THE CAPITAL, TALLAHASSEE, March 11, 2011 --
Looking for ways to plug a multi-million higher education budget hole, Florida lawmakers are considering revamping a longtime Florida law that gives free adult education classes to people without a high school degree.
By changing a Florida law that exempts most adult education students from paying a fee and charging a tuition rate of $50 a year, Florida’s colleges could yield up to $16.7 million in new revenue, according to a briefing by the Office of Program Policy and Government Analysis to Senate lawmakers on Friday.
Legislators are mulling over the new fee as they grapple with a potential $3.6 billion budget shortfall. No decisions have been made as to how much might be cut from state funding for colleges and universities.
Gov. Rick Scott has suggested slashing higher education funding by $340 million, which includes some federal stimulus funds.
“We are having to reduce so much we are looking at any possibility for funding sources that could possibly help us still deliver services and not have to cut so severely,” said Sen. Evelyn Lynn, R-Ormond Beach, the chair of the Senate committee that writes the higher education budget.
Florida spent $256 million last year on adult education and there are 333,159 students who take these classes.
Typically, these are students who do not have a high school degree or GED certificate and take classes at community colleges and K-12 schools to work toward that degree. It is different from continuing education or workforce training, which targets people who either have a high school degree or a bachelor’s degree already.
Many people taking adult education classes do so to have access to English as a Second Language classes. Some students might even have high school or advanced degrees from another country.
“If you are getting it free, you don’t show up for class because there is no skin in the game,” said Sen. Stephen Wise, R-Jacksonville. “I think you ought to have some skin in the game and pay some tuition.”
Lawmakers are eyeing the group because of its size. There are 30,000 more people in adult education classes in Florida than students in the entire state university system.
Community colleges are expected to oppose the effort.
“It’s certainly not a good thing because the people who take adult education are the ones that can’t afford to pay for it themselves,” said Michael Brawer, the Chief Executive Officer of the Florida Association of Community Colleges. “If you eliminate state support you will eliminate access for a sector of our population that needs it.”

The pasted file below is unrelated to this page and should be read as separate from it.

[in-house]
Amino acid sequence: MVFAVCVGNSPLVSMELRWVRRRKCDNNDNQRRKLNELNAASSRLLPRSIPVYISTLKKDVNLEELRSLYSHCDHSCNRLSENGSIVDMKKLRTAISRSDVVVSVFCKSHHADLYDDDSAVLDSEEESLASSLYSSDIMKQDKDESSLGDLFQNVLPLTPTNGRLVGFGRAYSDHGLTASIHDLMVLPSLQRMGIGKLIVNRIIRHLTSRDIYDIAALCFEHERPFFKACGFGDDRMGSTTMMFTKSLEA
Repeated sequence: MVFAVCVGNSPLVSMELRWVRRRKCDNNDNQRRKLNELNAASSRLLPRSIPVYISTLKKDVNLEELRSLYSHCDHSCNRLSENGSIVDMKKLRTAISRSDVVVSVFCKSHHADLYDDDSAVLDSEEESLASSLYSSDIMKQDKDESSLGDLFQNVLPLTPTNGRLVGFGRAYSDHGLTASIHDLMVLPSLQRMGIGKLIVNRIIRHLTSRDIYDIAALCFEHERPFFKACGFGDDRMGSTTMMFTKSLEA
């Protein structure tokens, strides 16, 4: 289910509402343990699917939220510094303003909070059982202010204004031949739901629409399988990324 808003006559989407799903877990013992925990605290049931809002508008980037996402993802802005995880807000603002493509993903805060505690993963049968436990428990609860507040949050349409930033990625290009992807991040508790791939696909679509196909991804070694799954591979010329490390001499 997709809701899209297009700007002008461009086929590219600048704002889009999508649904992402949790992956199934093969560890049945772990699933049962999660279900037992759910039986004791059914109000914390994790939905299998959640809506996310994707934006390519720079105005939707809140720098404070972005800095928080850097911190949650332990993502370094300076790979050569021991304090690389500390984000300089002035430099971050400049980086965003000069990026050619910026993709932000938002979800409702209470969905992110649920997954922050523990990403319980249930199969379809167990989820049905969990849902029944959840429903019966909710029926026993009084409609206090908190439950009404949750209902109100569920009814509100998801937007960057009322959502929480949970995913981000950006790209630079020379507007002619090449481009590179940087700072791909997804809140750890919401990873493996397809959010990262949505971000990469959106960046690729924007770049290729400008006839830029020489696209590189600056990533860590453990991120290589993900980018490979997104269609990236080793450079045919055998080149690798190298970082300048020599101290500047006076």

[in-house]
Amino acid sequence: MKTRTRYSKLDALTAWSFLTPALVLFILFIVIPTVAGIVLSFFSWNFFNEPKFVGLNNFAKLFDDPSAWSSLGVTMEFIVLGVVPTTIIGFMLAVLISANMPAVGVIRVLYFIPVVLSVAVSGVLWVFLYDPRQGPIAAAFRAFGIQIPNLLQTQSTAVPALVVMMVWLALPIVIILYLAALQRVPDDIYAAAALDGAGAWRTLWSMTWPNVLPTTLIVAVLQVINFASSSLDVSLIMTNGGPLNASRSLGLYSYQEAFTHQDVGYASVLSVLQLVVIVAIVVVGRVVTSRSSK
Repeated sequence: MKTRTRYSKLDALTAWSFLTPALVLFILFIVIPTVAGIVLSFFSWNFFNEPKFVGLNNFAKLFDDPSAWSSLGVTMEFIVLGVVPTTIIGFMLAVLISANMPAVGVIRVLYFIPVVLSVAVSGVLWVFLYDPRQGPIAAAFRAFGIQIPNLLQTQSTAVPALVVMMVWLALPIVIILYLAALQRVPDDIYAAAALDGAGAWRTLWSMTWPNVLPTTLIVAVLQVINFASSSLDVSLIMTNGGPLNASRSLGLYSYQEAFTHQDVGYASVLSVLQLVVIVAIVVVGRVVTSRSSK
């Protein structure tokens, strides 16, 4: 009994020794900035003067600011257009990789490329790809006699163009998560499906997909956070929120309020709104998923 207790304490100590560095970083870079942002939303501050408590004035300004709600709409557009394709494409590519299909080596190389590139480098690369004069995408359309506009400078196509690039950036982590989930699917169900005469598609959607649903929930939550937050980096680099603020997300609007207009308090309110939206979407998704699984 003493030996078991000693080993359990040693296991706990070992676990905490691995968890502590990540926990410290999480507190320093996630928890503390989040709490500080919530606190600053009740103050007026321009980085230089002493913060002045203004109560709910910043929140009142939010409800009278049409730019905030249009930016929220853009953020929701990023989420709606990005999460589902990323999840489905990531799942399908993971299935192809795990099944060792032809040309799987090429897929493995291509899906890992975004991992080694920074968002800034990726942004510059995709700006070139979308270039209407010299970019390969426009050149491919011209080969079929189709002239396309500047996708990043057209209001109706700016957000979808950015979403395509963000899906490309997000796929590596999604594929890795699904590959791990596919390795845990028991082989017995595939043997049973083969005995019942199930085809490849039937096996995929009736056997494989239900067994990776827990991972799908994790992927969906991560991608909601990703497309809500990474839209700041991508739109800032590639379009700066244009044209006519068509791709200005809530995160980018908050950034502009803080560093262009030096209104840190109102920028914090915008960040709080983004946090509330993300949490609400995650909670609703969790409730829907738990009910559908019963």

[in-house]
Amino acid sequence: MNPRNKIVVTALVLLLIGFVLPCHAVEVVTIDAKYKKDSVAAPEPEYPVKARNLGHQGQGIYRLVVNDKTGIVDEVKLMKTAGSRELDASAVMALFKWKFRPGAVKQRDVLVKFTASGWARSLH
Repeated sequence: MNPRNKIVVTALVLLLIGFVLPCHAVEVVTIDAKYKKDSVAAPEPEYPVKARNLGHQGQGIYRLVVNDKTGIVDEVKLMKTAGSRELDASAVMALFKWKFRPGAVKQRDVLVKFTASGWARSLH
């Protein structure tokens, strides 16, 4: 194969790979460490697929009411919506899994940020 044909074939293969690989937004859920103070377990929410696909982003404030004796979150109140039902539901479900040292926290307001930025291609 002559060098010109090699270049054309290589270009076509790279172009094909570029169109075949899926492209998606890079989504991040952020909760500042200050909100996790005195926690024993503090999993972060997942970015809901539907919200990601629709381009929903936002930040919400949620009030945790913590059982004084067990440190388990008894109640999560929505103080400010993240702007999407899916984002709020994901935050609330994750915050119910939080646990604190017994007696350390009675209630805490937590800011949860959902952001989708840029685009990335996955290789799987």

Charging for adult education classes is just one of several possibilities Florida lawmakers are kicking around to help plug what is expected to be a large hole in higher education funding.
Lawmakers also looked at slashing state grants that help private school students pay for university tuition. The Florida Resident Access Grant, first created by the Florida Legislature in 1979, helps pay a portion of a private school student’s tuition. Last fiscal year, Florida spent $88.8 million on these grants.
To qualify, a student has to be a Florida resident attending a private university or college in the state.
The award is capped at $2,425, though that amount has been cut for the last three years as Florida has struggled to close staggering budget gaps. In the 2007-2008 fiscal year, that amount was capped at $3,000.
“We fight this battle every year and we never know until the budget gets passed what a student will get,” said Ed Moore, the President of the Independent Colleges and Universities of Florida.
This year there were about 35,000 students who received the grants.
Moore said the logic behind the grants to private school students is that the state is paying less than it would for that student to go through the public university system.
“You are spending taxpayer dollars on taxpaying citizens,” Moore said.
Another program under the microscope is Florida’s popular Bright Futures scholarship. Last year the Legislature tightened some of the scholarship eligibility requirements and cut funding slightly.
This year, some suggestions being batted around include shifting the program from merit-based to need-based, making the eligibility requirements more stringent, and cutting the actual scholarship award.
To qualify for Bright Futures “Medallion” scholarship, students need a 970 SAT score, and a 3.0 average. It will be raised to 980 next year and to 1,050 by 2014.
The cost of the program has grown from $70 million when it began in 1997 to more than $400 million today.
Bright Futures, which serves 181,000 students, is funded primarily by Florida Lottery, though as the program grows, lawmakers have had to use other funds to pay for it.
“We are going to have to make difficult decisions this year,” Lynn said. “Certainly we would like to continue everything we are we are doing, but these are serious issues.